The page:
people do anything special at naptime?). And some interviewers=20
advocate the use of leading questions as a last resort, if the child=20
provides no information in the interview (Did anything scary happen=20
at naptime? Did anyone ever touch you in a bad place at naptime?). =20
The available Wee Care interviews indicate that interviews do not=20
unfold in this way. Rather, after establishing some rapport with=20
the children, the interviewers jump to specific and leading=20
Even those researchers who emphasize the strengths of=20
children's memories are highly critical of the interviewing tactics=20
used with the Wee Care children:
Although there may be times when one needs to ask specific=20
questions of children, several important caveats must be heeded. =20
First, in actual practice, leading questions should be avoided when=20
possible: Even if the child can maintain an accurate report, his or=20
her and the interviewer's perceived credibility are likely to suffer. =20
Second, there is a broad range of suggestion and coercion that can=20
characterize an interview, and probably almost everyone would=20
agree that some interviewers and parents go too far. Browbeating a=20
child through repeated suggestive questioning is quite different from=20
asking a few questions (Goodman, 1993, p. 15).=20
F. Missing First Interviews.
The first allegation in this case was made on April 30, 1985. On=20
May 1, 1985, the Essex County Prosecutor's office initiated an=20
investigation: between May 2 and May 8, they interviewed five=20
children and four parents. There are no electronic copies of these=20
interviews. Between May 22 and July 8, 1985, Lou Fonolleras, an=20
investigator from DYFS, conducted 82 interviews with Wee Care=20
children and 19 interviews with their parents. None of the=20
interviews were taped before June 19; less than half of the=20
children's interviews and none of the parents' interviews were=20
recorded. In addition, most of the other interviews are not recorded=20
(1985-present). There are no recorded interviews with 16C, the=20
child who made the initial allegation. Many of Treacy's interviews=20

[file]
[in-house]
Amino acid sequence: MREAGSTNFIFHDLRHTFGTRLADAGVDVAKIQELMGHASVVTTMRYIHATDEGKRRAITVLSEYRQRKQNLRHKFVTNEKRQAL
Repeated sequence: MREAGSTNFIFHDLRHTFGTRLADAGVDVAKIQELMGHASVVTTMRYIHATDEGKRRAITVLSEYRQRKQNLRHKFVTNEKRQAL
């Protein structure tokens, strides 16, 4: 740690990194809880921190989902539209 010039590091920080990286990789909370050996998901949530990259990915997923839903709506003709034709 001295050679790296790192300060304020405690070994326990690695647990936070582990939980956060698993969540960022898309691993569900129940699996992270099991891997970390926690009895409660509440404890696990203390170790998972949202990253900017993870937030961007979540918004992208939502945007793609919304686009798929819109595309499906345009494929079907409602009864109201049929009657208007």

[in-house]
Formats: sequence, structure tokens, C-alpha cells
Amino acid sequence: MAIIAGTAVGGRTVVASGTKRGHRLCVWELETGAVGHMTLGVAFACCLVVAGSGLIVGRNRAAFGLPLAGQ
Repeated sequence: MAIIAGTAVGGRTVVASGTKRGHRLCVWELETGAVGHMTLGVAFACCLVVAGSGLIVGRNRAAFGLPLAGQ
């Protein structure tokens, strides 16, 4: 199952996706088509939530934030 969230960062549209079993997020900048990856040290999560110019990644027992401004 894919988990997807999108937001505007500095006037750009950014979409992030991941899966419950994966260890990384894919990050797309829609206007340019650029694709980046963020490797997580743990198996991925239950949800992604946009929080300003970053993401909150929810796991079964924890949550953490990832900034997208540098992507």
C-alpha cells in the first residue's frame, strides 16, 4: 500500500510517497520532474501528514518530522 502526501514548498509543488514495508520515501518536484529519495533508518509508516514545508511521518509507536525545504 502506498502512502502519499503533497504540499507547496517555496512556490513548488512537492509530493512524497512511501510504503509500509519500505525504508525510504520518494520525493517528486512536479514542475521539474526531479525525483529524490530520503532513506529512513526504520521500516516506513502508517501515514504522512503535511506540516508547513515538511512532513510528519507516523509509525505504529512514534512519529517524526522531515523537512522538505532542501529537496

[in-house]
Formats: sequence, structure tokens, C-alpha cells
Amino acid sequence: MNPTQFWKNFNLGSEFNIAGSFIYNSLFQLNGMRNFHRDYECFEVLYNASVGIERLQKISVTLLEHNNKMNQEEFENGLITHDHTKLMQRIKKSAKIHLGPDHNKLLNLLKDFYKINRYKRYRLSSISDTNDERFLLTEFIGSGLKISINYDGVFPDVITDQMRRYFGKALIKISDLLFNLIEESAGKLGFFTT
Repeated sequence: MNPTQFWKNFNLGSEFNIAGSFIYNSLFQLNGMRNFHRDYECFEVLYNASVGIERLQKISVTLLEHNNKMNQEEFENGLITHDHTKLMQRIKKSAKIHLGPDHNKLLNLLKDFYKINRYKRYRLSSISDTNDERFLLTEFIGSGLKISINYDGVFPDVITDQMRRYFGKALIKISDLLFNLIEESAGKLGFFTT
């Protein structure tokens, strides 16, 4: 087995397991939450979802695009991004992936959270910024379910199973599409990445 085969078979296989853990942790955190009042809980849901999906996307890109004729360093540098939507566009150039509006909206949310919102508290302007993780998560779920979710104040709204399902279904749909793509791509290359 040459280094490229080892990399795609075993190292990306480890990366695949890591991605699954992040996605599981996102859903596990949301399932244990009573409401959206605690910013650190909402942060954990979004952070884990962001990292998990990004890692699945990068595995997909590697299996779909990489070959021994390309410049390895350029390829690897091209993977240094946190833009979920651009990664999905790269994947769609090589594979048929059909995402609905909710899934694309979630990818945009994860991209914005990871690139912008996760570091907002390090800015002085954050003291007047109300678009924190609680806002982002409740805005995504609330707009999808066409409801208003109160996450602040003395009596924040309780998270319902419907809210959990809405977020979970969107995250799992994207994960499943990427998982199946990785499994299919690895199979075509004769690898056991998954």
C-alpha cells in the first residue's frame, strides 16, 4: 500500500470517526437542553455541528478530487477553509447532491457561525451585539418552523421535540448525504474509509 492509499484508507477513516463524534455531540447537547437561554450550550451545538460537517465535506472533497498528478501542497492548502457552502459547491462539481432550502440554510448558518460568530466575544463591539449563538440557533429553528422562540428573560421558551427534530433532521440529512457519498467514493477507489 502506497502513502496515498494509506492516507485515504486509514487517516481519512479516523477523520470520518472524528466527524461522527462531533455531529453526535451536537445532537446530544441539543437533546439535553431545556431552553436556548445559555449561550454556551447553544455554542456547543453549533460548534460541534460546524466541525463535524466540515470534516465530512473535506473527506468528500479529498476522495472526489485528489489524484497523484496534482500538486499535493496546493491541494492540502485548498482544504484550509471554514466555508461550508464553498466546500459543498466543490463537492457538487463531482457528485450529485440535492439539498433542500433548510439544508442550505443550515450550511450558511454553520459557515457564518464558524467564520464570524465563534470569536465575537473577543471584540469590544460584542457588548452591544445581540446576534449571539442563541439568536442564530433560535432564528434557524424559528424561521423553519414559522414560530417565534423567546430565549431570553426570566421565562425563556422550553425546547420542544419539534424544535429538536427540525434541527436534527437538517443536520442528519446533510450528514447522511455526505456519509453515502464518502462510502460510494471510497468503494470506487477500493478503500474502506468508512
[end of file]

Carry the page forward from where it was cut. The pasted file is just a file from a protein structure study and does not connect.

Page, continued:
were not recorded.
The failure to have audio- or video-taped records of the initial=20
interviews with these children makes it impossible to determine=20
the accuracy of the children's subsequent statements. There is=20
scanty information concerning how these children were initially=20
questioned, and also concerning how many times they were=20
questioned. Summaries of these missing interviews and electronic=20
recordings of later interviews in which children do make=20
allegations do not substitute for the missing original interviews. =20
Written summaries of unrecorded interviews are subject to a=20
number of distortions, especially if the interviewer is questioning a=20
number of children and parents daily, as was the case. It is a well=20
documented fact in the psycholinguistic literature that when asked=20
to recall conversations, most adults may recall the gist, but they=20
cannot recall the exact words used, nor the sequences of=20
interactions between speakers. This linguistic information rapidly=20
fades from memory, minutes after the interactions have occurred=20
(see Rayner & Pollatsek, 1990, for a review).
In the case of child witnesses, it is crucial to document the=20
details by which their reports were obtained. For example, we must=20
know whether and how often the interviewer asked the child leading=20
questions. We most know whether the interviewer prodded the=20
child's reports with the use of anatomically detailed dolls, etc. We=20
also must know the verbatim statements and questions of the=20
interviewer as well as the verbatim responses of the children. =20
Because this verbatim information fades most rapidly from memory=20
(within a matter of minutes), it is crucial that it be electronically=20